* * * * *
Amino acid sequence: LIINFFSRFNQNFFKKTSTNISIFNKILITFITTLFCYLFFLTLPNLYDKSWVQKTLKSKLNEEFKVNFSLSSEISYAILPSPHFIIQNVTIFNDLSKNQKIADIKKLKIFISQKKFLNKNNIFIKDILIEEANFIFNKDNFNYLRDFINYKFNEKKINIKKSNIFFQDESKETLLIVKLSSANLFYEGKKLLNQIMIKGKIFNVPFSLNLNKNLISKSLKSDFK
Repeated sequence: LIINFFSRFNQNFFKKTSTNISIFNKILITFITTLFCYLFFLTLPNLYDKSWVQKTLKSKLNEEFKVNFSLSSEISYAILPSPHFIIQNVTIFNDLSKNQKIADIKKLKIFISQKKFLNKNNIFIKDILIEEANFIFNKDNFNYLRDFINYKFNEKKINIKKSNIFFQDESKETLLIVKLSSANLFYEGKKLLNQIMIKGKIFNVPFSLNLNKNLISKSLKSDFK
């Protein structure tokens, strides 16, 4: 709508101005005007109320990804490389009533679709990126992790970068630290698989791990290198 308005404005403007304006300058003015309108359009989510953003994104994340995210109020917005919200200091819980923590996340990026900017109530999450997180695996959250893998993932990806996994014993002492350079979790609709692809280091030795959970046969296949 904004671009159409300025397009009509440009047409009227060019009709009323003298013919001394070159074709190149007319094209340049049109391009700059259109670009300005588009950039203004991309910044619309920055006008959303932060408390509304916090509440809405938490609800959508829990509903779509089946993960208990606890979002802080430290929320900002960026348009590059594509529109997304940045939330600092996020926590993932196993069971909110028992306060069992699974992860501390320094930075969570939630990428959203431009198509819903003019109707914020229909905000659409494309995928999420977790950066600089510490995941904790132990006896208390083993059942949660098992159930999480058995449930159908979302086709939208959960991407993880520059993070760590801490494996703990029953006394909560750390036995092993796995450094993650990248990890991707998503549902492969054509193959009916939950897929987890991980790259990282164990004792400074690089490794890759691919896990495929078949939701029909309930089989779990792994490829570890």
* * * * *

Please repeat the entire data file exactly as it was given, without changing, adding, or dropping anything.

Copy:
Amino acid sequence: LIINFFSRFNQNFFKKTSTNISIFNKILITFITTLFCYLFFLTLPNLYDKSWVQKTLKSKLNEEFKVNFSLSSEISYAILPSPHFIIQNVTIFNDLSKNQKIADIKKLKIFISQKKFLNKNNIFIKDILIEEANFIFNKDNFNYLRDFINYKFNEKKINIKKSNIFFQDESKETLLIVKLSSANLFYEGKKLLNQIMIKGKIFNVPFSLNLNKNLISKSLKSDFK
Repeated sequence: LIINFFSRFNQNFFKKTSTNISIFNKILITFITTLFCYLFFLTLPNLYDKSWVQKTLKSKLNEEFKVNFSLSSEISYAILPSPHFIIQNVTIFNDLSKNQKIADIKKLKIFISQKKFLNKNNIFIKDILIEEANFIFNKDNFNYLRDFINYKFNEKKINIKKSNIFFQDESKETLLIVKLSSANLFYEGKKLLNQIMIKGKIFNVPFSLNLNKNLISKSLKSDFK
């Protein structure tokens, strides 16, 4: 709508101005005007109320990804490389009533679709990126992790970068630290698989791990290198 308005404005403007304006300058003015309108359009989510953003994104994340995210109020917005919200200091819980923590996340990026900017109530999450997180695996959250893998993932990806996994014993002492350079979790609709692809280091030795959970046969296949 904004671009159409300025397009009509440009047409009227060019009709009323003298013919001394070159074709190149007319094209340049049109391009700059259109670009300005588009950039203004991309910044619309920055006008959303932060408390509304916090509440809405938490609800959508829990509903779509089946993960208990606890979002802080430290929320900002960026348009590059594509529109997304940045939330600092996020926590993932196993069971909110028992306060069992699974992860501390320094930075969570939630990428959203431009198509819903003019109707914020229909905000659409494309995928999420977790950066600089510490995941904790132990006896208390083993059942949660098992159930999480058995449930159908979302086709939208959960991407993880520059993070760590801490494996703990029953006394909560750390036995092993796995450094993650990248990890991707998503549902492969054509193959009916939950897929987890991980790259990282164990004792400074690089490794890759691919896990495929078949939701029909309930089989779990792994490829570890």